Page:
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The real travesty in Deflate-gate!

Teds Wells, an attorney with the firm of Paul/Weiss in NYC claimed during a press conference today in which he defended his report on Deflategate, that the cost of the investigation “was in the millions of dollars.” (Associated Press)

Millions of dollars?


How is that possible?

Watergate cost millions of dollars, Iran Contra cost millions of dollars, investigating allegations of football tampering should not cost in the millions of dollars.

How many people were interviewed?  If the bill was just one million dollars and 500 hours were spent on the investigation that would be $2,000.00 per hour.

I’m sure that Mr. Wells does not come cheap.  According to the Paul/Weiss web site here are some of Mr. Wells’ career hightlights.

“A partner and co-chair of the Litigation Department, Theodore V. Wells, Jr. has extensive litigation experience in white-collar criminal defense, complex civil and corporate litigation, SEC regulatory work, healthcare fraud, FCPA, AML and OFAC investigations, environmental matters and class action litigation. 

In 2010 The National Law Journal named Ted one of “The Decade’s Most Influential Lawyers” and over the years has repeatedly selected him as one of the 100 most influential lawyers in America, including naming Ted as the Lawyer of the Year in 2006. Ted also has been recognized as one of the outstanding jury trial lawyers in the United States by numerous publications including Chambers USA, which in 2012 recognized him as “the best trial lawyer in the country.” In both the 2013 and 2014 editions of Chambers USA, Ted was named a Star Performer in three categories: nationwide trial litigation, New York general commercial litigation and New York white-collar crime and government investigations, and Benchmark Litigation named him in similar categories. The Legal 500 has recognized him as a Leading Lawyer in white-collar criminal defense and as a Leading Trial Lawyer.”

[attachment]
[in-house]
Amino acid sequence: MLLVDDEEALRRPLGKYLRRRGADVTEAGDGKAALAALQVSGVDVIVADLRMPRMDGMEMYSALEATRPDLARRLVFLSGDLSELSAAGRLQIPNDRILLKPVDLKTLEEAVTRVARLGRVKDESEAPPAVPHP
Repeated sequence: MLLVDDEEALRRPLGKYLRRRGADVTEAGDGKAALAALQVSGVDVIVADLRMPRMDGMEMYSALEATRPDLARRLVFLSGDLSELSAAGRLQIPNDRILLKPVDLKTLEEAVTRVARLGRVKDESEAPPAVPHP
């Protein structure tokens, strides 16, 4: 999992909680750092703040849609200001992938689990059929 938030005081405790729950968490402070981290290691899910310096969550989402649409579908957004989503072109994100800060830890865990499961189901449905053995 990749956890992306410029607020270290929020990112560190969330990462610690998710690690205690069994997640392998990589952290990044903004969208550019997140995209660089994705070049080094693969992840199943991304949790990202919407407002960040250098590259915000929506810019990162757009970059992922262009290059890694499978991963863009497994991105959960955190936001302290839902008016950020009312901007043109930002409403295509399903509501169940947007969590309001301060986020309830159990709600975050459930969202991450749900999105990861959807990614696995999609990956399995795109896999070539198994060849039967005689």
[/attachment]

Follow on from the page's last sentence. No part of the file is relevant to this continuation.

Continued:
His education is very laudable and very New England by the way.

J.D., Harvard Law School, 1976

M.B.A., Harvard Business School, 1976

B.A., College of the Holy Cross, 1972

His firm is located on the Ave. of the Americas in New York City.  Surely monthly rent is a big nut to carry, but it seems he is trying to cover that with this one case.

Where to I send my resume?  I can save the NFL owners a lot of money in the future.

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If Boulder wasn’t ready to handle the Jon Benet Ramsey murder, is any small town ready to handle anything similar?

The following is taken from the following ABC News link: http://abcnews.go.com/Technology/wireStory/police-chief-jonbenet-ramsey-crime-scene-mishandled-29217627?cid=fb_abcn_sf


In his most extensive comments on the JonBenet Ramsey case, the formerColorado police chief who led the investigation into the high-profile 1996 slaying of the 6-year-old beauty queen acknowledged online that officers botched the initial handling of the crime scene.

Mark Beckner, former chief of the Boulder Police Department, participated Saturday in an “Ask Me Anything” session on the social-networking and news site Reddit. He told the Daily Camera on Tuesday that he didn’t realize his comments would filter out to the rest of the world.

“I talked to the organizer, and my impression was that this was a members-only type group that talked about unsolved mysteries all around the world,” said Beckner, 59.

JonBenet Ramsey was found dead in the basement of her family’s home on Dec. 26, 1996, after her mother, Patsy Ramsey, called 911 to say her daughter was missing and a ransom note had been found.

In the Reddit forum, Beckner said police should have separated JonBenet’s parents and gotten full statements from Patsy and John Ramsey that day. The case was initially mishandled due to a “perfect storm type scenario,” he wrote.

“It was the Christmas holiday and we were short staffed, we faced a situation as I said earlier that no one in the country had ever seen before or since, and there was confusion at the scene as people were arriving before we had enough personnel on the scene,” he wrote online.

No one has been prosecuted in the case. Court documents released in 2013 show a grand jury recommended indictments against the Ramseys, contrary to the long-held perception that the secret panel ended their work in 1999 without deciding to charge anyone.

At the time, then-District Attorney Alex Hunter didn’t mention an indictment, saying only that there wasn’t enough evidence to warrant charges against the Ramseys, who had long maintained their innocence.

In 2008 — two years after Patsy died — former District Attorney Mary Lacy cleared the Ramseys of any role in their daughter’s death, based on DNA evidence that pointed to the involvement of a third party.